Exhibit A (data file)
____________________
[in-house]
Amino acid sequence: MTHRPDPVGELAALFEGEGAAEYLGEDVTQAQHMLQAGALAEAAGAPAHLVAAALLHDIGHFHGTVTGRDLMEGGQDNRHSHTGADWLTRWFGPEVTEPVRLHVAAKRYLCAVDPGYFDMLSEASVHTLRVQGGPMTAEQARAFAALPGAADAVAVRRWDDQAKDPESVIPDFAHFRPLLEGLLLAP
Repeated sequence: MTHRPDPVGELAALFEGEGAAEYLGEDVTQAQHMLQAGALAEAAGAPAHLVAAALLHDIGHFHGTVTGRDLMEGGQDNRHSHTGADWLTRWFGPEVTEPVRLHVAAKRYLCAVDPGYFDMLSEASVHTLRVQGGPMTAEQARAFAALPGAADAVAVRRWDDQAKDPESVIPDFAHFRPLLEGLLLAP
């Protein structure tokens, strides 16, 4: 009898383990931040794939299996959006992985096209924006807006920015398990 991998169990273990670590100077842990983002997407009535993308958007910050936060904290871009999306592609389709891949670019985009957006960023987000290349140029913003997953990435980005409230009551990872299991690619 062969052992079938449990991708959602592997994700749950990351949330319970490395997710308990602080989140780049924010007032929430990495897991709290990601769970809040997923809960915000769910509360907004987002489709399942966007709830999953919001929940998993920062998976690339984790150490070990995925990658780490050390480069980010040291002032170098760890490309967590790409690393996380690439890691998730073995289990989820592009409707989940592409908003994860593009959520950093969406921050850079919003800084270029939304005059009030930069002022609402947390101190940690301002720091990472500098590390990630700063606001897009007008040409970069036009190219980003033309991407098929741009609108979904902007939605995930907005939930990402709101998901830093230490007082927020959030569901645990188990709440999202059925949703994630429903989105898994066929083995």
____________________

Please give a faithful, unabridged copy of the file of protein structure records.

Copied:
[in-house]
Amino acid sequence: MTHRPDPVGELAALFEGEGAAEYLGEDVTQAQHMLQAGALAEAAGAPAHLVAAALLHDIGHFHGTVTGRDLMEGGQDNRHSHTGADWLTRWFGPEVTEPVRLHVAAKRYLCAVDPGYFDMLSEASVHTLRVQGGPMTAEQARAFAALPGAADAVAVRRWDDQAKDPESVIPDFAHFRPLLEGLLLAP
Repeated sequence: MTHRPDPVGELAALFEGEGAAEYLGEDVTQAQHMLQAGALAEAAGAPAHLVAAALLHDIGHFHGTVTGRDLMEGGQDNRHSHTGADWLTRWFGPEVTEPVRLHVAAKRYLCAVDPGYFDMLSEASVHTLRVQGGPMTAEQARAFAALPGAADAVAVRRWDDQAKDPESVIPDFAHFRPLLEGLLLAP
């Protein structure tokens, strides 16, 4: 009898383990931040794939299996959006992985096209924006807006920015398990 991998169990273990670590100077842990983002997407009535993308958007910050936060904290871009999306592609389709891949670019985009957006960023987000290349140029913003997953990435980005409230009551990872299991690619 062969052992079938449990991708959602592997994700749950990351949330319970490395997710308990602080989140780049924010007032929430990495897991709290990601769970809040997923809960915000769910509360907004987002489709399942966007709830999953919001929940998993920062998976690339984790150490070990995925990658780490050390480069980010040291002032170098760890490309967590790409690393996380690439890691998730073995289990989820592009409707989940592409908003994860593009959520950093969406921050850079919003800084270029939304005059009030930069002022609402947390101190940690301002720091990472500098590390990630700063606001897009007008040409970069036009190219980003033309991407098929741009609108979904902007939605995930907005939930990402709101998901830093230490007082927020959030569901645990188990709440999202059925949703994630429903989105898994066929083995």